Renata Cocozza, administrator of Andrew House Healthcare, said the staff instituted prompt medical care following the incident, notified DPH and cooperated in its investigation. The home drafted a plan of correction with DPH, which was accepted.

On May 12, Apple Rehabilitation of West Haven was fined $2,320 in connection with the treatment of four residents with pressure sores or deep tissue injuries and two residents who dislocated a hip or a leg.

On May 23, 2013, a resident recovering from hip surgery began complaining of more pain. The resident was hospitalized and diagnosed with a dislocated left hip. A brace was ordered for the resident’s hip. On May 27, the resident returned to the hospital with another dislocation of the same hip, and the hospital determined that the brace had been placed incorrectly on the person, DPH found.

On April 19, a resident recovering from hip replacement surgery reported feeling something “pop” after being helped to lie down in bed, records show. A nurse’s aide said he or she had lifted the resident’s legs onto the bed at the resident’s request. The resident complained of pain and the aide said he or she asked the aide to “push on it,” records show.” The aide reported pushing on the person’s leg but “did not do it too hard,’’ records show. The person was hospitalized and diagnosed with a dislocated prosthetic femur, records show.

Ann Collette, a spokeswoman for Apple Rehab, said the nursing staff at the home was re-educated in the importance of using pressure-relieving devices to prevent pressure sores. The staff was also trained in the proper application of a brace and in using two staff members to care for residents who have had hip surgery, she said.

The Summit of Plantsville in Southington was fined $1,230 on May 29 in connection with a Jan. 13 incident in which a resident fell and broke a hip.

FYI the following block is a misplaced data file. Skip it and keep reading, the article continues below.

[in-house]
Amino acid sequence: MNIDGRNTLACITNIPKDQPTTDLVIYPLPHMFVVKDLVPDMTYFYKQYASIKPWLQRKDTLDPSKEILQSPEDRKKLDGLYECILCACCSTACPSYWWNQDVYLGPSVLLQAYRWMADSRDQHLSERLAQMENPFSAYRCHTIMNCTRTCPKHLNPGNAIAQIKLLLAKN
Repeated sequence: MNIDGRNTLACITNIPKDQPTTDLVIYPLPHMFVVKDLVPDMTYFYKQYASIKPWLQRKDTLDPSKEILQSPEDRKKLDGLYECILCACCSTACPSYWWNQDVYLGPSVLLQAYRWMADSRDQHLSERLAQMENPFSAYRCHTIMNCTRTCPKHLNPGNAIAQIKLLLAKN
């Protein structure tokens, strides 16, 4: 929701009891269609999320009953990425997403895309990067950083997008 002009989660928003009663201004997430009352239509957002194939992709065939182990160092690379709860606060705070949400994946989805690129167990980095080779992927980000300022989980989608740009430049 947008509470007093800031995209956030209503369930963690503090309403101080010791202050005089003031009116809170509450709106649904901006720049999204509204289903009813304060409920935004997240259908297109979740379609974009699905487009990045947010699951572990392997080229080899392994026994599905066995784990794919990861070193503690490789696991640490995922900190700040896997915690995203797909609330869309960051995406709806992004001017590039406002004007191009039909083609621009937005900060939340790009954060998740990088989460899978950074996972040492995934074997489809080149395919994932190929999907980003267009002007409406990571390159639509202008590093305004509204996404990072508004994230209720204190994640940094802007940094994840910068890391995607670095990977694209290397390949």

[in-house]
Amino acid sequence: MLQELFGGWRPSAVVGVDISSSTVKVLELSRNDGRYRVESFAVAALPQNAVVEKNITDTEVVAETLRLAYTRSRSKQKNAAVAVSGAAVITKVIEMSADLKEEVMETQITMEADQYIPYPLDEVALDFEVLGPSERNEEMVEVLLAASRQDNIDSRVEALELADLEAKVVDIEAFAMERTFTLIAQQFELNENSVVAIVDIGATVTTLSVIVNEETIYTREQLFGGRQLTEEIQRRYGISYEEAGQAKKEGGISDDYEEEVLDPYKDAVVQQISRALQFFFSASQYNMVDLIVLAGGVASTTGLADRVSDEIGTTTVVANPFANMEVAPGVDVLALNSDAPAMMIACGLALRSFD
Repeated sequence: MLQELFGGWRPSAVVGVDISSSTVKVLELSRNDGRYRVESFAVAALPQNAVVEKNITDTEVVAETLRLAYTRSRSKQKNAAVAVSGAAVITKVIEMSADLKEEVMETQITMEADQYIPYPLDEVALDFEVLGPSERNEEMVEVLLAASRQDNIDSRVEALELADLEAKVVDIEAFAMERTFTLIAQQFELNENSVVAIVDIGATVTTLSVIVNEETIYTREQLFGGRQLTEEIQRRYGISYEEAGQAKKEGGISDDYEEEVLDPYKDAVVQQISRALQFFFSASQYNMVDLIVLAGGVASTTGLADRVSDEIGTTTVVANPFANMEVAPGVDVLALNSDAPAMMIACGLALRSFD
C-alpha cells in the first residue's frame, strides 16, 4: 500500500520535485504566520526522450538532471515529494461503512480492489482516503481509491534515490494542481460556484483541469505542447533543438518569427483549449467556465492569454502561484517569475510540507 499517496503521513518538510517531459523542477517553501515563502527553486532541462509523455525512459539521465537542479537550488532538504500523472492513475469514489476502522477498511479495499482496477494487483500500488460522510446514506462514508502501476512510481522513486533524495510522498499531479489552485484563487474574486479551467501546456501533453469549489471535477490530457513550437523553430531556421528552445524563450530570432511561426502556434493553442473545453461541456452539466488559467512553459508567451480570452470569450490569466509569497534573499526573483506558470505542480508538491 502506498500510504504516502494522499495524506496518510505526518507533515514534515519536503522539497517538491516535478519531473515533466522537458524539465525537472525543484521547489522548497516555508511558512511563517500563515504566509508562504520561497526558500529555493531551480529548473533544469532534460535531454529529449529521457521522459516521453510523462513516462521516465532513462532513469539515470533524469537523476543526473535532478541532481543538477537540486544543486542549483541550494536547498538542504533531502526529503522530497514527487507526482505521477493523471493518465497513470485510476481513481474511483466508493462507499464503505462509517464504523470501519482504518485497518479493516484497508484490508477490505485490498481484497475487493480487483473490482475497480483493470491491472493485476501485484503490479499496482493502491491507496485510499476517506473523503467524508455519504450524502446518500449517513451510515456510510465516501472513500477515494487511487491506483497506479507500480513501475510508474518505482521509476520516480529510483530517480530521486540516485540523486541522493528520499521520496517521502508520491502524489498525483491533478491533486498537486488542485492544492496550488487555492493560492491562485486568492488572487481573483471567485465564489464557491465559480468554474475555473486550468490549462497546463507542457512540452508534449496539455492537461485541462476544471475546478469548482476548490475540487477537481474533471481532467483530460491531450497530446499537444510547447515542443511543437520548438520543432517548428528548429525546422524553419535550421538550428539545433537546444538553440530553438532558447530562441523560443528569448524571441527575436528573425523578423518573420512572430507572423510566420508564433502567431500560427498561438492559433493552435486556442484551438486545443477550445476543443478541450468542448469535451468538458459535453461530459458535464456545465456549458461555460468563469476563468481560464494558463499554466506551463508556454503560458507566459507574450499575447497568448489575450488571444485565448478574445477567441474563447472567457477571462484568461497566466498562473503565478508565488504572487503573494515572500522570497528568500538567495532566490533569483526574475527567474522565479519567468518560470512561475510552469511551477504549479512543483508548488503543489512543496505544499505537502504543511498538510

The resident came out in a hallway without a walker, and as a licensed practical nurse went into retrieve the walker, the resident fell and broke a hip, records show. The home concluded that the nurse should have braced the resident and then called for help, rather than leaving the person alone, DPH records show.

The Summit’s administrator could not be reached for comment.

On May 21, the Bridgeport Health Care Center was fined $1,090 in connection with incidents in which one resident broke a hip and another sustained a cut on the leg that required stitches, records show.

On Jan. 24, the resident received the cut while being moved to a wheelchair by one aide – instead of the two required by a doctor – and without protective leg coverings, records show. An investigation found a nurse’s care card failed to list those requirements, records show.

On Feb. 20, a resident who was a paraplegic and obese fell from a shower chair and broke a hip, records show. A registered nurse concluded the person should not have been left alone in the shower where he or she fell, records show. An investigation also found that the chair used in the shower was too small for the resident, records show.

The home’s administrator could not be reached for comment.

One thought on “Nursing Homes Fined For Care Lapses, One Cited After Resident Molested Residents

  1. The workers in these facilities have an extremely difficult job. As you can see from reading the article, in most cases the harm/injuries occurred because of the resident’s own behavior. Unfortunately, if someone is in a condition that requires being in a nursing home, they are usually experiencing some loss of normal decision making, even if they don’t have dementia. To say that dementia behavior is “hard to manage” is a very diplomatic understatement. Nursing home workers are paid very little and are under a great deal of pressure every minute they are on duty.